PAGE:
“Italy has a lot of potential in fields such as AI, robotics, mobility and technologies connected to the ageing society”

Far more than fashion

Enrico Vattani, head of the Economic and Commercial Section at the Embassy of Italy

 


Text by Andrew Howitt


For 20 years, Enrico Vattani has been serving Italy’s Ministry of Foreign Affairs. During his career, Vattani has worked in Rome in the Press Department, on online promotion and communications, and in the Cultural Promotion Department, dealing with the 90 cultural institutes Italy has around the world and, later, focusing on contemporary art. Since 2017, Vattani has been head of the Economic and Commercial section at the Embassy of Italy in Japan. It is his second stint here, after having worked in consular affairs from 2001 to 2005.

What kind of presence do Italian firms have in Japan?

There are more than 200 Italian companies working here, including many important firms and iconic brands. And there’s such a wide spectrum of companies, working in all sorts of industries from fashion to cars to hi-tech. There’s also pharmaceuticals, machinery and precision mechanics.

Italy is even present in experimental Japanese nuclear fusion facilities, which have the potential to offer almost unlimited clean energy in the future. There’s a big prototype reactor in Naka, Ibaraki, the JT-60SA, and some of its components come from Italy. Italy is often perceived as a country of art, culture, fashion, food and wine — which are areas where we’re very strong — but I think this project is a symbol that we’re also very strong in other sectors.

What are the recent trends in Italy–Japan trade?

We’ve had some very impressive results, especially over the last two years. There were some very good numbers from 2018 for our exports — a 9% increase. And in the first quarter of 2019, we are witnessing very positive trends in some of our most important product categories.

One of our goals is to attract foreign direct investment (FDI), centred on quality, development and employment. We are glad that, in 2018, Japanese FDI in Italy reached $1 billion. We are confident that 2019 will be as good.

What are the main activities of the economic and commercial section?

We have two pillars of activity. One is policy. We work in close collaboration with the EU Delegation in Japan. We also work with Japanese institutions — from ministries to customs offices — on market access negotiations, and there are some very interesting ones coming up.

Then there’s the promotional aspect. We have our office in the embassy, and the Italian trade promotion section, which is a larger group, is here, too. We work together on fairs and trade shows, for example.

What are some recent events you’ve been involved in organising?

We have Design Day, Innovation Day and Italian Cuisine Week, to name a few. These are all events where we promote Italian lifestyle.

We were at FOODEX at the beginning of March. A huge number of Italian companies — about 200 — came this year. Italy had one of the biggest foreign pavilions at the fair at over 2,000m2. The embassy organised a B2B session where more than 50 Japanese groups came with their buyers to meet the Italian companies, and we arranged over 300 meetings. There’re only about three hours in the day to get the right people to meet, so it needs to be organised beforehand with almost surgical precision.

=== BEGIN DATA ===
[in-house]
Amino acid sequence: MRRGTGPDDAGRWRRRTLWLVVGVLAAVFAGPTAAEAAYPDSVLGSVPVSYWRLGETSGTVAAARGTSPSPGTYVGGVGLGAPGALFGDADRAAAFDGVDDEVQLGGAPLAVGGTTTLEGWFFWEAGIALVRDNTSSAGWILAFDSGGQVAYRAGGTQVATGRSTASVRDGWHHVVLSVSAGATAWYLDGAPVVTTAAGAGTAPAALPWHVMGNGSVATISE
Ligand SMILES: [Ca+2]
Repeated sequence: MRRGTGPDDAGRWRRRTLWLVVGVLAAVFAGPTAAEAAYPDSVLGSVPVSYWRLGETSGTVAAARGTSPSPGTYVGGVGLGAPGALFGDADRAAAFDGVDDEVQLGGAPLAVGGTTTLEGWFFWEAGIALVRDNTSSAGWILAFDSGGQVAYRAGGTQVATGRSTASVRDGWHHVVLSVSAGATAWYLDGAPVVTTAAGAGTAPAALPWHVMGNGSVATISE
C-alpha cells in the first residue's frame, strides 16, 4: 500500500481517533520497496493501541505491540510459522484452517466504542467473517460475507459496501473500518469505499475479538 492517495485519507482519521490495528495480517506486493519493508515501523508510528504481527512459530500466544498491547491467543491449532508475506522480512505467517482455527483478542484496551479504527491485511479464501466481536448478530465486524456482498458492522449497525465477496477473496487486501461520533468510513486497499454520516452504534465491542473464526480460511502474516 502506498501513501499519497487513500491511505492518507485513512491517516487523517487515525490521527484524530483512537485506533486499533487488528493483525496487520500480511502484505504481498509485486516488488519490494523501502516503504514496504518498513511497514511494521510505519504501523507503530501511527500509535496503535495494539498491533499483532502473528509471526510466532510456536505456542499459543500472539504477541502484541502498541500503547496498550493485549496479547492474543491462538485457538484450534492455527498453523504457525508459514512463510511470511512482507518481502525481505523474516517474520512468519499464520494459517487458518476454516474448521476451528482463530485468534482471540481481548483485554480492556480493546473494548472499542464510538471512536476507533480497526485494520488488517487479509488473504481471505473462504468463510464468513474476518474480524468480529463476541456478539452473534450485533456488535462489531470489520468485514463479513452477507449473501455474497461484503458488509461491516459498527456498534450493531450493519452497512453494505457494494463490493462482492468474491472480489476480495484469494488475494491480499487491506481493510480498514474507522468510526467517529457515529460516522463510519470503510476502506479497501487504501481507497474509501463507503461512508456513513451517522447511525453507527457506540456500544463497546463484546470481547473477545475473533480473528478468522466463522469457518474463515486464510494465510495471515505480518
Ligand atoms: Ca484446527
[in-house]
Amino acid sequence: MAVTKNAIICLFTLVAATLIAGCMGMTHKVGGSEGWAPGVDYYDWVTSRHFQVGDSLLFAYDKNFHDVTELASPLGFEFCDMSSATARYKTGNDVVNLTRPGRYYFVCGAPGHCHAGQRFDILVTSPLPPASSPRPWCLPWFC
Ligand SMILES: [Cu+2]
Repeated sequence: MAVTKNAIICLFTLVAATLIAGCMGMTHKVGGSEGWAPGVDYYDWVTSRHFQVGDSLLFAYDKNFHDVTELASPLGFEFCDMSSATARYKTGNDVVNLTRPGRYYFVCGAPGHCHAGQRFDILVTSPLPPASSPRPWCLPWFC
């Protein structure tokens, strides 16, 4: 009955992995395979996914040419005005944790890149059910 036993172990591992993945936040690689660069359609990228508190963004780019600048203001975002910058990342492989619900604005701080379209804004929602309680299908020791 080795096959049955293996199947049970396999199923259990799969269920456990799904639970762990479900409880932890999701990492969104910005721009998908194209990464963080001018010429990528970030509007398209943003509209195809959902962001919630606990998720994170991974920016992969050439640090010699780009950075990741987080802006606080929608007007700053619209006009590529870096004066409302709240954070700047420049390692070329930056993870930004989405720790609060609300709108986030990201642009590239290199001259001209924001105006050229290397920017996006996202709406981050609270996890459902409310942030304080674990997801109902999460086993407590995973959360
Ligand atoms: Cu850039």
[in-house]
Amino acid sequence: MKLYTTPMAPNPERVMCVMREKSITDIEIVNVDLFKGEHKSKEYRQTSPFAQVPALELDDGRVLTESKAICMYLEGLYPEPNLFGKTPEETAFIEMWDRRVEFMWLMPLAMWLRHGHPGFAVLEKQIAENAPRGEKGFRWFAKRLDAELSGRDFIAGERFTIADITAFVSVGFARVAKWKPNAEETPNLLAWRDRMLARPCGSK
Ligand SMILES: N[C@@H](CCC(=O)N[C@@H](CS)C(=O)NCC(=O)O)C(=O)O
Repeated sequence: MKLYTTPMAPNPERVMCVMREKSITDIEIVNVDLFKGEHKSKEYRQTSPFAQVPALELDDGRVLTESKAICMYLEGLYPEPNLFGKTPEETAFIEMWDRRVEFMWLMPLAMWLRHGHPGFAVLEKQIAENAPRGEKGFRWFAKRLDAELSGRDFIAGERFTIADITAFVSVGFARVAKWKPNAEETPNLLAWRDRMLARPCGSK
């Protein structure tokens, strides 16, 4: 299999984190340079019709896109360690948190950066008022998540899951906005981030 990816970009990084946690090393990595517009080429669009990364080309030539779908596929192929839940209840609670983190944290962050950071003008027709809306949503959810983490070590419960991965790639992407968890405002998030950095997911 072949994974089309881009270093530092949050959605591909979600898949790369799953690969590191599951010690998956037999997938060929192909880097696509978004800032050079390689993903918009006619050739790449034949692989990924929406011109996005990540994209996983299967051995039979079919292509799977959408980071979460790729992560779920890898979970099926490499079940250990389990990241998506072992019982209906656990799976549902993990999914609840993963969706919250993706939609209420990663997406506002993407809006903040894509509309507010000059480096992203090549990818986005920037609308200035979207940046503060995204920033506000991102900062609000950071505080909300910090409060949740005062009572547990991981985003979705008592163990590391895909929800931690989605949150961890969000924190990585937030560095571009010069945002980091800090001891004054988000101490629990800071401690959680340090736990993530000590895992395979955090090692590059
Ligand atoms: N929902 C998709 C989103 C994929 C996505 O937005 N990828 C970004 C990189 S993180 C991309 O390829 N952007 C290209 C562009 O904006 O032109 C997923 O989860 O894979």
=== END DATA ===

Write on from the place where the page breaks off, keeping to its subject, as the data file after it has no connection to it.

Could you give me some details about Italian Design Day?

It’s an initiative of the Ministry of Foreign Affairs in Rome and it happens all over the world on the same day. Our whole diplomatic network concentrates its efforts, budgets and energy on this. This was the third edition, which took place on 20 March at the Italian Cultural Institute in Tokyo.

This year’s theme was the future of cities that have hosted large events, such as the Olympics or an Expo. There’s a link between Italy and Japan in this regard, with Expo 2015 in Milan, the 2020 Tokyo Olympics and Expo 2025 in Osaka. At the event, the Japanese architect Atsushi Kitagawara, who built the Japan pavilion in Milan, and the Italian architect Susanna Tradati, who built the Italian pavilion, talked about the urbanisation of areas such as the new innovation district in Milan. It’s like a small Milan within Milan being built where Expo 2015 was held, which is an area of one million square metres. It’s called MIND, the Milan Innovation District. There’s going to be a hospital with a research centre, for example. Human Technopole, a research institute with a focus on genomics, and the scientific facilities of the Milan University are moving there. It’s going to be self-contained, and a lot of experimentation will be done with mobility, such as autonomous driving.

What is Innovation Day?

It’s an event we organise together with JETRO. The embassy brings to Tokyo a number of representatives from Italian startups in various fields, including life sciences and AI. We invite around 200 potential investors and give the startups a stage to give pitching sessions. It’s always very successful. We’re hoping that the next one, which will take place in October, will be even bigger because there are more partners that want to work with us.

We think Italy has a lot of potential in fields such as AI, robotics, mobility and technologies connected to the ageing society, so our government is making these types of exchanges a priority.

This is really a great time to be in Japan and working in a commercial office, especially the Italian one.  

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